'It's no good walking the back corridors with Ted Mack [the Independent for North Sydney]. You've got to be part of the main game. It's not what's in your heart that counts, the fact that you've got a heart is all that matters to me,' Keating had said, clasping my hand as I prepared to depart.

The story of his father's inability to convince an 'f... officious bank manager' to lend him the money to expand his concrete mixing business into Asia, recounted in classic New South Wales Right idiom, was riveting. That's why you deregulated the financial markets, I thought. I was to learn that this tendency to develop homespun theory from everyday practice was a Keating trademark.

From 1992 to 1996 I watched Keating smother the Opposition in a welter of invective diced with tongue-in-cheek, good-natured street humour. All the while I tried to reconcile the rhetoric darting across the Chamber with the economic rationalist policies the True Believer and his eventual enemy, R J Hawke, had blithely promulgated over the previous decade. The sale of the State and Commonwealth Banks, flogging off Qantas, the deregulation of Australia Post, the destruction of manufacturing jobs in the old heartlands and their replacement by job-training and casualisation of work, the duplicitous attack on John Howard's decision to part-sell Telstra when Paul Keating would have done more, were Labor sins there for all to see.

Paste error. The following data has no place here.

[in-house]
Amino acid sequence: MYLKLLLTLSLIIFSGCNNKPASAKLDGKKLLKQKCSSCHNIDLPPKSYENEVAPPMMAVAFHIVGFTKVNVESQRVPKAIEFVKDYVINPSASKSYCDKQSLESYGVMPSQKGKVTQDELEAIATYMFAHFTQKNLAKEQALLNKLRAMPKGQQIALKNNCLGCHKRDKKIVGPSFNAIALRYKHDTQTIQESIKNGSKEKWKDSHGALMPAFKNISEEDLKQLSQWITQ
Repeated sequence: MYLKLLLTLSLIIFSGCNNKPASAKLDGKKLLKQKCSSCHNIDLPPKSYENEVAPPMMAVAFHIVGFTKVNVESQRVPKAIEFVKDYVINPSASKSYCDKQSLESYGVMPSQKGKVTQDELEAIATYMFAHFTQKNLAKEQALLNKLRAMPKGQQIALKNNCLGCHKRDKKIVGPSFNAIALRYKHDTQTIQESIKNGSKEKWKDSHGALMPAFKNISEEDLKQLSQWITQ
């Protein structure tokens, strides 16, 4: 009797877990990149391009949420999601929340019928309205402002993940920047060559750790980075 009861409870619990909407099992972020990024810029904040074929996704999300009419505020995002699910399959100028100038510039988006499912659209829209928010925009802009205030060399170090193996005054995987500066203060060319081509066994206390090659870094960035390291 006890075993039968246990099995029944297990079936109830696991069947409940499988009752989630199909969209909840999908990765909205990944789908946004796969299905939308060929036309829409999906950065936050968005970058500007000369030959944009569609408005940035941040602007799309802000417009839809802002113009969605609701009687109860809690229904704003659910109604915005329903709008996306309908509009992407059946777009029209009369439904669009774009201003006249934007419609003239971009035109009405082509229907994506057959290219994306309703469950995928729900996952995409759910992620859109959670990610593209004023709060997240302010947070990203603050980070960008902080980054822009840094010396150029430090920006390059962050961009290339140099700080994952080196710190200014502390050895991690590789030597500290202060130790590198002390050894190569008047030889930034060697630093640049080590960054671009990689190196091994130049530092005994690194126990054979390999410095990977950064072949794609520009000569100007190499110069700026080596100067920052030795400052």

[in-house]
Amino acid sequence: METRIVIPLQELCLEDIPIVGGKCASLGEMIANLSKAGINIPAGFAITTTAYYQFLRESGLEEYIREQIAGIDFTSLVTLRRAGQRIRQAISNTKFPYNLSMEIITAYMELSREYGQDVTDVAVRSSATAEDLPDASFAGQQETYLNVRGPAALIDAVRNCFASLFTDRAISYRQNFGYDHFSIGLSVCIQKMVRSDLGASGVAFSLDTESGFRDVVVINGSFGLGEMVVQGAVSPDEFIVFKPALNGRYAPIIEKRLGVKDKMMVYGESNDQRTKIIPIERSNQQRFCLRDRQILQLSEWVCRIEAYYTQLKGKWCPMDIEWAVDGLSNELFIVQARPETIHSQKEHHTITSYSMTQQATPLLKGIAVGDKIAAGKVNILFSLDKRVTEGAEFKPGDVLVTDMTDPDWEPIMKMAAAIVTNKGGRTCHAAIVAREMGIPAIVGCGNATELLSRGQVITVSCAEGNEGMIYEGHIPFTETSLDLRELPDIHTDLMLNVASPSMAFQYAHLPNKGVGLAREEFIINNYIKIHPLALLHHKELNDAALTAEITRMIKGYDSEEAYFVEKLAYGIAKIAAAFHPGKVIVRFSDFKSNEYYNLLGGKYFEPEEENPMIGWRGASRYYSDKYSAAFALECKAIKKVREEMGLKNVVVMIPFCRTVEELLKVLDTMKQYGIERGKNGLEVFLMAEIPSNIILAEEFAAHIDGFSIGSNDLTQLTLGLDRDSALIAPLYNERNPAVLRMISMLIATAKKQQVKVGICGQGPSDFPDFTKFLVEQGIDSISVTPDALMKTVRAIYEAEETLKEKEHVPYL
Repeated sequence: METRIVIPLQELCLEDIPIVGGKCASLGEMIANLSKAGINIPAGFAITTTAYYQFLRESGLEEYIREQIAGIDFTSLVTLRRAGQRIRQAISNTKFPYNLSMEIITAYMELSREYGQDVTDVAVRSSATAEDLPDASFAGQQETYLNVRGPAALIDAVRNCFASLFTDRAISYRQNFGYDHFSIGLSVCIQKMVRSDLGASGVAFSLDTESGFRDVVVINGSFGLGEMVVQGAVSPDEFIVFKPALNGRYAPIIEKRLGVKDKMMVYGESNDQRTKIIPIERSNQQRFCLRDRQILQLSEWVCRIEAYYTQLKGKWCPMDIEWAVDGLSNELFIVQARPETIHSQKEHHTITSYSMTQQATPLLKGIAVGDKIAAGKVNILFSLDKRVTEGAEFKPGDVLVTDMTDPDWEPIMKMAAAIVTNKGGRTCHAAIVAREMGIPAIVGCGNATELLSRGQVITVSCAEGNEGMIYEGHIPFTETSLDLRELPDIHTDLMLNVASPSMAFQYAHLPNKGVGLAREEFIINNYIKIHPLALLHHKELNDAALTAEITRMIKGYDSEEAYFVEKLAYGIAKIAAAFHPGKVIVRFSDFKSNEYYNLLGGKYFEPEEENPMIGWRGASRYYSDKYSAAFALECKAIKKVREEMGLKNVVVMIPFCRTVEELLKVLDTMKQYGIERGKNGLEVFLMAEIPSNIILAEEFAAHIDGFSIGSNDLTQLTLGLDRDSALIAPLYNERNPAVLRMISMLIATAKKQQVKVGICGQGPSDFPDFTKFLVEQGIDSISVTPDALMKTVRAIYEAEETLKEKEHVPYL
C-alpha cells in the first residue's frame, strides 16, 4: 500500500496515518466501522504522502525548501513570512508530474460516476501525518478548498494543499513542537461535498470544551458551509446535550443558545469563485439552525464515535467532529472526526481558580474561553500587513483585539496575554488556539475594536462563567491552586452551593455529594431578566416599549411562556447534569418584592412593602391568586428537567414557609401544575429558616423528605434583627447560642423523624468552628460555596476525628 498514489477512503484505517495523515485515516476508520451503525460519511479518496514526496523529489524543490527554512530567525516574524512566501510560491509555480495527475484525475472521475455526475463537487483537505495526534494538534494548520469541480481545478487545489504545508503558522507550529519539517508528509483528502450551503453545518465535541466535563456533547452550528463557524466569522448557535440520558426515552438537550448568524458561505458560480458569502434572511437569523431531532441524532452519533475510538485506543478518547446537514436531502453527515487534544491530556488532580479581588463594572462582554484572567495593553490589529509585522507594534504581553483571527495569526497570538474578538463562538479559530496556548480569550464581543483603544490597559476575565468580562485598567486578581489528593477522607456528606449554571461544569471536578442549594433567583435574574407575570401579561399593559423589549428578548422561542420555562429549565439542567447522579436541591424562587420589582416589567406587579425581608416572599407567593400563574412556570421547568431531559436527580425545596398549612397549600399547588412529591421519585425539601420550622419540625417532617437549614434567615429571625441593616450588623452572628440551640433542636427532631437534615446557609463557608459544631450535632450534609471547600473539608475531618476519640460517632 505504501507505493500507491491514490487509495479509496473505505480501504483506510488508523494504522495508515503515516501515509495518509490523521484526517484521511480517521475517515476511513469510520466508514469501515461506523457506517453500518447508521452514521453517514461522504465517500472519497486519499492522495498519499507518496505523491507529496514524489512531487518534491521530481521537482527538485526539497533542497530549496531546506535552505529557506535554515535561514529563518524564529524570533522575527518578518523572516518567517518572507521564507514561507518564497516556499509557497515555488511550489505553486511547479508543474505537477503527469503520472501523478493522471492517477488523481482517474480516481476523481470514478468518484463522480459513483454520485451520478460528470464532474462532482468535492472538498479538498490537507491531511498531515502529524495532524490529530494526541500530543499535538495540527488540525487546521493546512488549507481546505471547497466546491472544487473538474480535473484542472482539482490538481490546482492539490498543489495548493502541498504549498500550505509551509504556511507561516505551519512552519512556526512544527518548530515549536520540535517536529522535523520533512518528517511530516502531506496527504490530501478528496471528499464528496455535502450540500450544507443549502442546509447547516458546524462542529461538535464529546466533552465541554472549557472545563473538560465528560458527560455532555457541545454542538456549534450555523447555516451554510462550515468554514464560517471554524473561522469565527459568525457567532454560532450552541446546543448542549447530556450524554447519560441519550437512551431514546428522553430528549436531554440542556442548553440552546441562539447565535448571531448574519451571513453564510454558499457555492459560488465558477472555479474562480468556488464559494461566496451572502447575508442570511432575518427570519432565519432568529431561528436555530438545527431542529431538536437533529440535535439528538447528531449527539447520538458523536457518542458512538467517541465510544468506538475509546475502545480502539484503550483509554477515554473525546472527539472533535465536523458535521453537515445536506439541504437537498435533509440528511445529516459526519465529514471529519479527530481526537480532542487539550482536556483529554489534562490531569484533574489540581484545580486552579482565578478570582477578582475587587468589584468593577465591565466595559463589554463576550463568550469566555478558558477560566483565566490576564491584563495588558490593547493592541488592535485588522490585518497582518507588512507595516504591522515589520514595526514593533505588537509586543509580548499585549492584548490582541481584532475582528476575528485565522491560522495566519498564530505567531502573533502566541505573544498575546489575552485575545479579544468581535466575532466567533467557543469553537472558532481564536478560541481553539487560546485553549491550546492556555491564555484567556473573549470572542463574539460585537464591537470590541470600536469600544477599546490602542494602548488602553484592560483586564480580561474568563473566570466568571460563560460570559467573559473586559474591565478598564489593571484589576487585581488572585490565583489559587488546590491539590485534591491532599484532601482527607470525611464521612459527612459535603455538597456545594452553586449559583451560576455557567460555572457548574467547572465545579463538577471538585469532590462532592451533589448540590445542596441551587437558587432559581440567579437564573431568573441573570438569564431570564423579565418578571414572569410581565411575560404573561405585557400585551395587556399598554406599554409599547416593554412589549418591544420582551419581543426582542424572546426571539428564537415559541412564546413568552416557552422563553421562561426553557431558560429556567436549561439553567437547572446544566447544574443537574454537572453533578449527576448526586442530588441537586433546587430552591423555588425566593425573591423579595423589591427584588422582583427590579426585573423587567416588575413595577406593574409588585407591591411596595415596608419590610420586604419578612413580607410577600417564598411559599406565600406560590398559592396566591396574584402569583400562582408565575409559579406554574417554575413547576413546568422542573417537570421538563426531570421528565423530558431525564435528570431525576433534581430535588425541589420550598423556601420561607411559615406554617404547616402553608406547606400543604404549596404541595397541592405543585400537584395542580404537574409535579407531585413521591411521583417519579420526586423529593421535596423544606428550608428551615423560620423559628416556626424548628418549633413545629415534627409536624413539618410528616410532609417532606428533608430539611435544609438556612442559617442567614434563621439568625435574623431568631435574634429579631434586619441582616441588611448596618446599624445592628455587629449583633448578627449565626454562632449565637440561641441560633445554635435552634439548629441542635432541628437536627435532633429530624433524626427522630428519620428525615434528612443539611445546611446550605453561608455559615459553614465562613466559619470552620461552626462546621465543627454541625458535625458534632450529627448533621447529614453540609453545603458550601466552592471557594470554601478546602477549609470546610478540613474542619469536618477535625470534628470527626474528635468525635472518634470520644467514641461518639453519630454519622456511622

By contrast, when Keating took on the racists and charlatans on Mabo he was as passionate as anyone I'd seen and as articulate on technical matters of land law as any QC in the country. At the War Memorial his ode to the uncelebrated, amidst a speech which debunked the deceitful history of the war mongers and affirmed what had traditionally been the preside of the Left, was probably 'as good as it gets'.

I remember Joan Kirner saying to me, 'You and he will get on well. You're both Black Irish'. At the War Memorial and Redfern and in his exchanges with the graziers and the Anglophiles who mythologised the world of Bob Menzies, Keating was just as Joan had said. For much of the rest, the exquisite rhetoric, the provocative finger-pointing and the twinkle in the eye couldn't camouflage the deception.

Myopic homilies to unbridled and distorted free trade to a symphony of comical slogans - 'exports are going gangbusters', 'imports of capital goods are driving the economy', 'four quarters of growth, you illiterate', and the like - and a seeming inability to grasp the fact that APEC and the Republic couldn't hold a candle to one family's struggle for economic security in the heartlands, were part of the problem. At the War Memorial Keating's attention to the uncelebrated was quintessential. Sometimes however it was abysmal.